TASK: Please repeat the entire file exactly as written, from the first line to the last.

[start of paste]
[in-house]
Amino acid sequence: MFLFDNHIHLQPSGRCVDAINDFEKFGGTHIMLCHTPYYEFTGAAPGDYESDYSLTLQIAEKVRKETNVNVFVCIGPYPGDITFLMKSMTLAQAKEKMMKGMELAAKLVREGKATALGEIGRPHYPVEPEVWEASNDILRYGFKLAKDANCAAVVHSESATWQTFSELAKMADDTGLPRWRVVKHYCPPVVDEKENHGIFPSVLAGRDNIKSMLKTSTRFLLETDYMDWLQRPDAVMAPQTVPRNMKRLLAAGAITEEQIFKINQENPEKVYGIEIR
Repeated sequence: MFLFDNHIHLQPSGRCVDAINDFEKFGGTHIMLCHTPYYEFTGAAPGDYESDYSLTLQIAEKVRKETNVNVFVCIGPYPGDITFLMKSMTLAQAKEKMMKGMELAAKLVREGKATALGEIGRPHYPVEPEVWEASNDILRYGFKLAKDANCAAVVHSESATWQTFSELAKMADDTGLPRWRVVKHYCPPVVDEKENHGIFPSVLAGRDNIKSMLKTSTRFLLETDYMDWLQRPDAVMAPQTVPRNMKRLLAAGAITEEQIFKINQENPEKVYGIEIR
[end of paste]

[in-house]
Amino acid sequence: MFLFDNHIHLQPSGRCVDAINDFEKFGGTHIMLCHTPYYEFTGAAPGDYESDYSLTLQIAEKVRKETNVNVFVCIGPYPGDITFLMKSMTLAQAKEKMMKGMELAAKLVREGKATALGEIGRPHYPVEPEVWEASNDILRYGFKLAKDANCAAVVHSESATWQTFSELAKMADDTGLPRWRVVKHYCPPVVDEKENHGIFPSVLAGRDNIKSMLKTSTRFLLETDYMDWLQRPDAVMAPQTVPRNMKRLLAAGAITEEQIFKINQENPEKVYGIEIR
Repeated sequence: MFLFDNHIHLQPSGRCVDAINDFEKFGGTHIMLCHTPYYEFTGAAPGDYESDYSLTLQIAEKVRKETNVNVFVCIGPYPGDITFLMKSMTLAQAKEKMMKGMELAAKLVREGKATALGEIGRPHYPVEPEVWEASNDILRYGFKLAKDANCAAVVHSESATWQTFSELAKMADDTGLPRWRVVKHYCPPVVDEKENHGIFPSVLAGRDNIKSMLKTSTRFLLETDYMDWLQRPDAVMAPQTVPRNMKRLLAAGAITEEQIFKINQENPEKVYGIEIR